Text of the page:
Dieppe Hero – Longest Serving Canadian Officer Dies at 101

Lest We Forget

Honorary Colonel David Lloyd Hart salutes during a commemorative ceremony in Dieppe, France on August 19, 2017, which marked the 75th Anniversary of the Dieppe Raid. Photo: ©2017 DND/MDN Canada
Honorary Colonel David Lloyd Hart salutes during a commemorative ceremony in Dieppe, France on August 19, 2017, which marked the 75th Anniversary of the Dieppe Raid. Photo: ©2017 DND/MDN Canada

OTTAWA – Canada’s oldest and longest-serving officer passed away on Wednesday, March 27, 2019 at the age of 101. Decorated Dieppe Veteran, Honorary Colonel David Lloyd Hart, MM, CD led an extraordinary life in service to Canada.

As a Communications Operator during the Second World War, then-Sergeant Hart was awarded the British Military Medal (MM) for bravery by His Majesty, King George VI, at Buckingham Palace. The actions for which the MM was awarded took place on the battlefield during the Dieppe Raid in 1942, a day which remains as the bloodiest single day of combat for Canada’s military in the entire Second World War.

After the war, Honorary Colonel Hart joined the Army Signal Reserve, eventually being promoted to the rank of Lieutenant-Colonel in 1961 to command 11th Signal Regiment.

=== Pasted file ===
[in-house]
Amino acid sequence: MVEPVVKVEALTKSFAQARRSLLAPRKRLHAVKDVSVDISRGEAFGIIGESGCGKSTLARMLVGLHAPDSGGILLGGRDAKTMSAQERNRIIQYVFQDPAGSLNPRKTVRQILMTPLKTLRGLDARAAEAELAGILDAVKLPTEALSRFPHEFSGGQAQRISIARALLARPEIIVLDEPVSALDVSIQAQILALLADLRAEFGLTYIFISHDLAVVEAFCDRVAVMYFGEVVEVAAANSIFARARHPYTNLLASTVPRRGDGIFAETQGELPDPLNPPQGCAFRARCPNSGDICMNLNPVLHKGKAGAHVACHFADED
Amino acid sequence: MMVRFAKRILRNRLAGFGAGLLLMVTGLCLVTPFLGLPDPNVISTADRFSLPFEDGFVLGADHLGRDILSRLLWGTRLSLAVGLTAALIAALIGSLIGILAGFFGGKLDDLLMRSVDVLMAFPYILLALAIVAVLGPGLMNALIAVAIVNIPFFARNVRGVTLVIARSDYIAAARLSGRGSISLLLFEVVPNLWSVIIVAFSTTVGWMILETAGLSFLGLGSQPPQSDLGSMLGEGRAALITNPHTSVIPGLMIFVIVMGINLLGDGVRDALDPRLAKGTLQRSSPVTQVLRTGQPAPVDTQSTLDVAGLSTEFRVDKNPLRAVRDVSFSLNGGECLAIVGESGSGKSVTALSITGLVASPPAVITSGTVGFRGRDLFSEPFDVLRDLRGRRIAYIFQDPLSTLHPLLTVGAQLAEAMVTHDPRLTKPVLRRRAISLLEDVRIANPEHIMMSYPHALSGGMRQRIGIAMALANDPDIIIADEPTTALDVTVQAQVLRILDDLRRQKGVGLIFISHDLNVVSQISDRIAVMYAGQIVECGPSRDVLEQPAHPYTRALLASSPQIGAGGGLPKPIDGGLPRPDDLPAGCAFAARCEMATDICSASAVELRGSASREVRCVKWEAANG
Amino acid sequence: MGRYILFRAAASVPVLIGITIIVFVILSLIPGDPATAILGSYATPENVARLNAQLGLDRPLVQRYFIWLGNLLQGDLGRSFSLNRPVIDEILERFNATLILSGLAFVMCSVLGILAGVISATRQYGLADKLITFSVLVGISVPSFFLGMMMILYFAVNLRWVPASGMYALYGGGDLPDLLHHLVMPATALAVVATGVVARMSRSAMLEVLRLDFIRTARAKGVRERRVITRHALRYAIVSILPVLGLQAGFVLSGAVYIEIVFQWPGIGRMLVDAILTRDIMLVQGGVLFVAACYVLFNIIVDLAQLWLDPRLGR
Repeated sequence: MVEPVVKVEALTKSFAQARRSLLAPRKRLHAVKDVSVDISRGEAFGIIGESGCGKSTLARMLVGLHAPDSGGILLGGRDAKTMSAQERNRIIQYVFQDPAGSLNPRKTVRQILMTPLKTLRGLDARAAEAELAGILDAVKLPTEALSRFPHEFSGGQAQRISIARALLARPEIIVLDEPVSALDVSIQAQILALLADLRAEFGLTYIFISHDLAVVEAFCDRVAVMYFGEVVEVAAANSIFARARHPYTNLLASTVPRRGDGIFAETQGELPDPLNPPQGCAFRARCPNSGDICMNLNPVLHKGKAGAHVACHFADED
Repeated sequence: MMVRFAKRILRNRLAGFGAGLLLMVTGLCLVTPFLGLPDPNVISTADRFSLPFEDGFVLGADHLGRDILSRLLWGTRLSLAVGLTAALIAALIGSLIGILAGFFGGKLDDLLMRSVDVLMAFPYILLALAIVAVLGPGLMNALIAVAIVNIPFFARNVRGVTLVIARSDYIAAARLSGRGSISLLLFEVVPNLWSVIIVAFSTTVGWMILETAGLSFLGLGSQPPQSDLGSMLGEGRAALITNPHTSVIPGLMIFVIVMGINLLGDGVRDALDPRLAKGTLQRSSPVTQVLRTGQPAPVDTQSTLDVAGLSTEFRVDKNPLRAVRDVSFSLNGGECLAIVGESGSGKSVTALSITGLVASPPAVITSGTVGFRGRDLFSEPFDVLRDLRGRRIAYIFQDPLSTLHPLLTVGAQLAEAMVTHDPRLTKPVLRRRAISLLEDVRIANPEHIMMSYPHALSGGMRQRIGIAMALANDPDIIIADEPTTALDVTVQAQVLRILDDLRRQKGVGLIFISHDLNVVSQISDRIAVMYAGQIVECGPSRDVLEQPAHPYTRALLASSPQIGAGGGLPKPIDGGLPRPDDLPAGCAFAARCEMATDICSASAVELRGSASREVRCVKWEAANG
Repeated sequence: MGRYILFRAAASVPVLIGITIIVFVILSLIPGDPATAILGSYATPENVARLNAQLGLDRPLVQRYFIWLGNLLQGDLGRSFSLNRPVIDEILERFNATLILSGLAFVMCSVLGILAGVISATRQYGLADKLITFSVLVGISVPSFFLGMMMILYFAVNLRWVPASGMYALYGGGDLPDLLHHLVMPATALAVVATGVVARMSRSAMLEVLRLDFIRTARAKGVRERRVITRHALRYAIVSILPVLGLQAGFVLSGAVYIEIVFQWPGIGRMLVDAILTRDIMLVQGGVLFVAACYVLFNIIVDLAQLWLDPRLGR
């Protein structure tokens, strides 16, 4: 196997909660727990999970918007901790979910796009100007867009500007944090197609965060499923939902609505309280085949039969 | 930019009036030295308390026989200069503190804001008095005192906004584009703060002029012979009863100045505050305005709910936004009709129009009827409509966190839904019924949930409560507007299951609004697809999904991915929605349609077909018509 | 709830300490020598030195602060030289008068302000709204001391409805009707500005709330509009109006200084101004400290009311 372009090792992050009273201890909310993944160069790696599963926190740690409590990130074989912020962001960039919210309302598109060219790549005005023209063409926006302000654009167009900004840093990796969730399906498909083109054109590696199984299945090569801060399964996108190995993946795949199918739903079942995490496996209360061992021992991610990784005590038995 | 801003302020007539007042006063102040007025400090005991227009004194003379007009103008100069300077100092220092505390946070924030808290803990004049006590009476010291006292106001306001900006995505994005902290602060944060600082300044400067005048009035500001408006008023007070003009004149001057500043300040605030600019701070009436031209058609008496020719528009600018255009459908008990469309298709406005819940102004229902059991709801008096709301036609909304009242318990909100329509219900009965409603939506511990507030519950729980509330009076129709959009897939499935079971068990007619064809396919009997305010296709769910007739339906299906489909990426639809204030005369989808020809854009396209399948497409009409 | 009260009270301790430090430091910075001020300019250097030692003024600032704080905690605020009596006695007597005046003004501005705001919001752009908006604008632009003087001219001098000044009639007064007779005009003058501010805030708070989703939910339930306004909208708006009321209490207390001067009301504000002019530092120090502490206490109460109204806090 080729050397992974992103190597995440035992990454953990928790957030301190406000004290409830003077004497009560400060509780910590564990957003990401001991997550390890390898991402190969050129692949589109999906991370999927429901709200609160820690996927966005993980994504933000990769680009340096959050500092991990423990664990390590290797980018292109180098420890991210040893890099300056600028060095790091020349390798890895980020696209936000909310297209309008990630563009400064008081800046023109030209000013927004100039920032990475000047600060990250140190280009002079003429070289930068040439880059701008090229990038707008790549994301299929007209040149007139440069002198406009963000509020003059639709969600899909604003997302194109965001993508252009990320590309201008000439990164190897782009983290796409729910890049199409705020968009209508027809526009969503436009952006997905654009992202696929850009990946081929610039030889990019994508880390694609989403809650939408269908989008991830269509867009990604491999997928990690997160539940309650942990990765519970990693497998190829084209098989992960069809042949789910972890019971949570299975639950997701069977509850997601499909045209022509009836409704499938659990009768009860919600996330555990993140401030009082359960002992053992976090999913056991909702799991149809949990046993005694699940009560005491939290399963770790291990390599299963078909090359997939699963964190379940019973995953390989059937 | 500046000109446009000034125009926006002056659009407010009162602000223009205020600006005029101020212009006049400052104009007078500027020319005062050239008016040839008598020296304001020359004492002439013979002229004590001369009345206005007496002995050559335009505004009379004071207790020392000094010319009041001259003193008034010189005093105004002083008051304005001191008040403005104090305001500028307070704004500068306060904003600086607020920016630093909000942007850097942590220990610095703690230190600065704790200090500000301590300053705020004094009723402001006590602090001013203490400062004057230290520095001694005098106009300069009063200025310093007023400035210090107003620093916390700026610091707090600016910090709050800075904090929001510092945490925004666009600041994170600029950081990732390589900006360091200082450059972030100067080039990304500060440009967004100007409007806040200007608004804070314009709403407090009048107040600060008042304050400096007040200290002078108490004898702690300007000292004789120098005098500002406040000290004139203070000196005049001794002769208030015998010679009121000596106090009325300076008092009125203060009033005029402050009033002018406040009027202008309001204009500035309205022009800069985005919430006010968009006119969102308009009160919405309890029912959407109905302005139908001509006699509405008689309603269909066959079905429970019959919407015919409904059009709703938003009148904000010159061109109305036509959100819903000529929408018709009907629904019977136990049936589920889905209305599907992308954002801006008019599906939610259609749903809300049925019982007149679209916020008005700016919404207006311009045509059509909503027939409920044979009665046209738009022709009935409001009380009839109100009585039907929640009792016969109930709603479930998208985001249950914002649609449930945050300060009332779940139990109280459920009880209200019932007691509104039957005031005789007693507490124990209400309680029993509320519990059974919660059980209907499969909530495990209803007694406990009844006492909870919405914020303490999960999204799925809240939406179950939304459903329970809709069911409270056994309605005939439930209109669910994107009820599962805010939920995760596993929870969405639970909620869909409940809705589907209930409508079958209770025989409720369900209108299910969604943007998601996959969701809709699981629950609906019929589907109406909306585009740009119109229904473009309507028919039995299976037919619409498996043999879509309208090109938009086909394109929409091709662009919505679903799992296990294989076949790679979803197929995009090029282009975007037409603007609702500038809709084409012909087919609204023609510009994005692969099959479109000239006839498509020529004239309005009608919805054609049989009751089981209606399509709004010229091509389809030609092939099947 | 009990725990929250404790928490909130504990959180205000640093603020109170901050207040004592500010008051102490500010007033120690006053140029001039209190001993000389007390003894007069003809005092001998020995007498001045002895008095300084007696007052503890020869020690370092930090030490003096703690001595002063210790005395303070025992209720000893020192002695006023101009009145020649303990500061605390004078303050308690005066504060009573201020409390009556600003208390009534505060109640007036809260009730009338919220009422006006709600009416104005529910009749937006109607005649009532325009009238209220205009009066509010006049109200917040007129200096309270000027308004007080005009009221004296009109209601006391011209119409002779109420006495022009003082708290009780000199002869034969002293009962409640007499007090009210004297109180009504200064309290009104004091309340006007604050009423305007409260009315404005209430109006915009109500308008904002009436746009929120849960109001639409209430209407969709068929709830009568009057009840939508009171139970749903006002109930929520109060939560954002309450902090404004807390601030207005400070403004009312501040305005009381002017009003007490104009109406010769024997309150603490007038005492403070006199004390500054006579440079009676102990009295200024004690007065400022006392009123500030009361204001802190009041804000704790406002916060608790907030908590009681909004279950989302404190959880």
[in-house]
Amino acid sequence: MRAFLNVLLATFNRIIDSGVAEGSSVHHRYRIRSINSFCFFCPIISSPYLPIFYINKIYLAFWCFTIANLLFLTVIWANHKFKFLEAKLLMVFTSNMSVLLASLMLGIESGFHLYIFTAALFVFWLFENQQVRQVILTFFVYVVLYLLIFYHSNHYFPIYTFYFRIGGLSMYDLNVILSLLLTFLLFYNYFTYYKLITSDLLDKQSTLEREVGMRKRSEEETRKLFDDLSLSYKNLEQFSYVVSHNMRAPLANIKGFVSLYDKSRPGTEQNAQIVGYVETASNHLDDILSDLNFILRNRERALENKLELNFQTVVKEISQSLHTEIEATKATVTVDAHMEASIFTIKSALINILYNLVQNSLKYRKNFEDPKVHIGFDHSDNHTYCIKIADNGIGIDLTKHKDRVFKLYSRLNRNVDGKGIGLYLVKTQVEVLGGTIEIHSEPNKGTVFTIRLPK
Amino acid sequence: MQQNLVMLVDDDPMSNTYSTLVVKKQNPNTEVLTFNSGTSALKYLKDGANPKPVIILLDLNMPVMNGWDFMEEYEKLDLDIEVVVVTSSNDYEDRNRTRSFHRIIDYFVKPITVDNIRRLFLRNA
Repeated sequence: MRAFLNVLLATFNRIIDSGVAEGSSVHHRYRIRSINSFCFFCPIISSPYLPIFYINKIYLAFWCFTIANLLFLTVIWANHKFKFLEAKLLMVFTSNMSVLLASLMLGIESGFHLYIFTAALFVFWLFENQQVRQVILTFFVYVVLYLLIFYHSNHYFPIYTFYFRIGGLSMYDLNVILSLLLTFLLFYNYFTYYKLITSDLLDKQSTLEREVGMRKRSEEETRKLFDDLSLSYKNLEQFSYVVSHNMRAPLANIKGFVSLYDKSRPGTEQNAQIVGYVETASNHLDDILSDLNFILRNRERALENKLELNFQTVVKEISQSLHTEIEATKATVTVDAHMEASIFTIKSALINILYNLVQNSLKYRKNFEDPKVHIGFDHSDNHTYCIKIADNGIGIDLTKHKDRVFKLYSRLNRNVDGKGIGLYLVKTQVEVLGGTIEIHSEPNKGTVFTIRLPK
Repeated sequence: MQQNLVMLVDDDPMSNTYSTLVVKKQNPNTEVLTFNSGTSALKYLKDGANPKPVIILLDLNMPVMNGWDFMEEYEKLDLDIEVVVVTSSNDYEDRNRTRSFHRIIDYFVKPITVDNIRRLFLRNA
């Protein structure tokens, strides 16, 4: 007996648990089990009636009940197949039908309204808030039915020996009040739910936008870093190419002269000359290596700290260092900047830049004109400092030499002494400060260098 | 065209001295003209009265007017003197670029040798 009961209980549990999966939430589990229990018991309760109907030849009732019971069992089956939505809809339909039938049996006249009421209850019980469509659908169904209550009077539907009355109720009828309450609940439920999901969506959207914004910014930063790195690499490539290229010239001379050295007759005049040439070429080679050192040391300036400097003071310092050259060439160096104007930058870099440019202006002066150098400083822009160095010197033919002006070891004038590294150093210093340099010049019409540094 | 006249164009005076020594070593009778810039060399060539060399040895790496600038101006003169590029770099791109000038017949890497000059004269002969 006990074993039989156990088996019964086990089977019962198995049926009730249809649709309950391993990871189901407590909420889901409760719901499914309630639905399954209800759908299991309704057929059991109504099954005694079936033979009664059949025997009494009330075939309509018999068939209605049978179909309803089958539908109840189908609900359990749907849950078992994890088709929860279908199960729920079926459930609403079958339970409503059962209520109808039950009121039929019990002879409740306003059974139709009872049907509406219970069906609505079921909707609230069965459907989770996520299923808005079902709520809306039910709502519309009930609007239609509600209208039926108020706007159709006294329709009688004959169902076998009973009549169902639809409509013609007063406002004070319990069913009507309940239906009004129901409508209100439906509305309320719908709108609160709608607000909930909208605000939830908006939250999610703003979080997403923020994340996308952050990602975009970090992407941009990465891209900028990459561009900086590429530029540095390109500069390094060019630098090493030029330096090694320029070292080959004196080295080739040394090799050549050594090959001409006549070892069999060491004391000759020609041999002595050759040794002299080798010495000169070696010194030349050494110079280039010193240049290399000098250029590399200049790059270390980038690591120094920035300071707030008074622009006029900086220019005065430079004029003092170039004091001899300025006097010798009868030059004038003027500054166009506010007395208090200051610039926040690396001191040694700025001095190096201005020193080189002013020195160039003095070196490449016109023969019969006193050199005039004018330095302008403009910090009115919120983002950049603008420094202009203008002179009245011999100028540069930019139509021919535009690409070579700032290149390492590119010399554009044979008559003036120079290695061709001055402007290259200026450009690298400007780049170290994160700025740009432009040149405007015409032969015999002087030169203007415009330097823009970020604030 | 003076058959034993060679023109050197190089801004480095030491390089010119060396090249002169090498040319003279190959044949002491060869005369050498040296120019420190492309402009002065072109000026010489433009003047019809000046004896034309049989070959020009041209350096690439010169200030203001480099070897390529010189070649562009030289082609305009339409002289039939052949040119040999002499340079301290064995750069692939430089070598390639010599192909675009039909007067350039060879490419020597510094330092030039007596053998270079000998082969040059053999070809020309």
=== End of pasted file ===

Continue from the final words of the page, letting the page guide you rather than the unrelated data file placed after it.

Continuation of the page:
He retired from active service in 1965 but served continuously in honorary positions until his death.

“When looking at the life of this Canadian military icon, we are truly thankful for his dedication, courage and contribution to the military and Canadians. Not only was he decorated for saving lives during World War II but he spent his entire adult life serving Canada and inspiring fellow soldiers both on active duty and in honorary positions. The Canadian Army would like to extend its deepest sympathies to Honorary Colonel Hart’s family and Regiment,” stated Lieutenant-General Jean-Marc Lanthier, Commander Canadian Army.

“I am very saddened by the passing of Honorary Colonel Hart, who was an inspiration to many generations. He was an example to all and made a very significant contribution in the strengthening of the Reserve units within the 2nd Canadian Division. A friend and mentor to many, from soldiers to commanders, his absence will be heartfelt. I wish to pay tribute to this extraordinary man and express my deepest condolences to family, friends and the military community,” said Brigadier-General Jennie Carignan, Commander 2nd Canadian Division and Joint Task Force (East).

In 2013, Honorary Colonel Hart was one of the first recipients of the Communications and Electronics Colonel-in-Chief’s Commendation. The commendation was presented by Anne, The Princess Royal, for a lifetime of outstanding service to the Communications and Electronics Branch of which she is the Colonel-in-Chief.

The Dieppe Raid